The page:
"You look so good! You can't be as bad as you say. You look perfectly healthy."

"You think you have fatigue? Try working full-time plus having four children! Then you'll know what chronic fatigue is."

"I think you're spending too much time thinking about how you feel. You need to just get out more."

"If you really wanted to get well, you'd at least try that juice drink I gave you last week. It won't hurt to try it."

And the comments go on. . . and on.

And it really hurts.

You may be surprised to hear that nearly 1 in 2 Americans has a chronic illness or physical condition that affects their daily life. The range of diseases and included everything from back pain to fibromyalgia, arthritis to cancer, and migraines to diabetes. Oftentimes, one of the largest emotional stumbling blocks for people who suffer from illness is the invisibility of the pain. About 96% of illness is invisible. This means that the person who suffers from the chronic condition show no outward signs of physical pain or disability, nor does he or she use an assistive device like a walker or wheelchair. But the incredible pain each day can be disabling within the confines of the home.

If you have an invisible illness here are 5 tools to help let go of some of the frustrations:

[1] Free people from the expectations you typically have had of them. This step will likely be a life-long process, but without taking it, you will consistently find that people will always disappoint you. No one is perfect-even you! And it's important to remember that those with illness do not understand the difficulties that our friends are going through, such as a divorce, the death of a loved one, an ill child, a loss job, etc. Your illness is momentous in your life. And even though people do care, they still will have significant things going on in their own lives. Don't hold that against them.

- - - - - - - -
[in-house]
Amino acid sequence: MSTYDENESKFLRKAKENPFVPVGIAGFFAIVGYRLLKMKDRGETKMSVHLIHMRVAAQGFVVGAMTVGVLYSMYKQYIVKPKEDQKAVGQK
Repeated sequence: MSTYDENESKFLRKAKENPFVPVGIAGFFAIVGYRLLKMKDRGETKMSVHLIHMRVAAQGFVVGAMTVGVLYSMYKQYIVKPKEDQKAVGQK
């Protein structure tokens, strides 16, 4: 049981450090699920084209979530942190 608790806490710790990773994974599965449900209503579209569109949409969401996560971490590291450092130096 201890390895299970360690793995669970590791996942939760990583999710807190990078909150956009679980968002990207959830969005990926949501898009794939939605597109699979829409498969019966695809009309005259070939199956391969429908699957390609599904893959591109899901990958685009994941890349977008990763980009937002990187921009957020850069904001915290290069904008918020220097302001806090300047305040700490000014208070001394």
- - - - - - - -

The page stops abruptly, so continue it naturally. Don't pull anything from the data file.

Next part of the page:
[2] Find supportive, caring friends. If there is someone in your circle of friendships who is constantly belittling you or distrustful about your illness, this should be a relationship to end. If it's a relative, distance yourself as much as you can. Illness gives us an opportunity to help us prioritize our friendships. With limited energies we should surround ourselves with those who at least can give us the benefit of the doubt and acknowledge our illness exists.

[3] Find joy in your blessings. Rather than thinking about how badly you feel, find ways to bring more joy into your life. Appreciate the little things. Observe what you are doing when you have a burst of unexplained energy and realize that there lies your passion. Focus on bringing more of this into your life. You may not be able to garden like you once did, but you can grow a few potted flowers or hire a neighborhood teenager to plant some vegetables and set up an automatic sprinkler system for them. Or if you want to dream big, start a consulting business for want-to-be gardeners.

[4] Use your talents and skills for things you care about. If you're no longer able to work because of your illness, you may feel like your skills are going to waste. Maybe you've always wanted to write children's books or be a business consultant. Find a place to plug in and do some volunteer or part-time work for to be able to use these skills in an area where you feel passionate. Instead of focusing on what others aren't providing you with that you want so much, follow your dreams and give that gift to yourself.

[5] Encourage someone else. You personally know how hard it is to live with illness and to feel like no one understands. So take time to be vulnerable with someone else who is going through this. Whether you meet someone through an online group such as National Invisible Chronic Illness Awareness Week's message boards, or through your local support group, volunteer your time and expertise (yes, you're an expert on living with invisible illness!) and use it to make someone else's journey easier and you'll find your own is more enjoyable too. Are you frustrated that no one at your church thinks your invisible illness is real? Rather than stop going to church, find ways to educate them, such as a column in the church newsletter or brochures about National Invisible Chronic Illness Awareness Week. These say what to say/not to say to a chronically ill person.

None of us have the capability to force another person to change, or to make them care. But we can educate them and give gentle advice. We must also continue to work on ourselves, however, because you will find that even when you want to change it can be a real challenge. It requires discipline and motivation for a better life. You owe it to yourself to find joy despite your illness, and by focusing on how you can change your circumstances, instead of change other people, you'll be much more rewarded.

Author's Bio: 

Get a free download of 200 Ways to Encourage a Chronically Ill Friend from "Beyond Casseroles" by Lisa Copen when you signup for HopeNotes invisible illness ezine at Rest Ministries. Lisa is the coordinator of Invisible Illness Awareness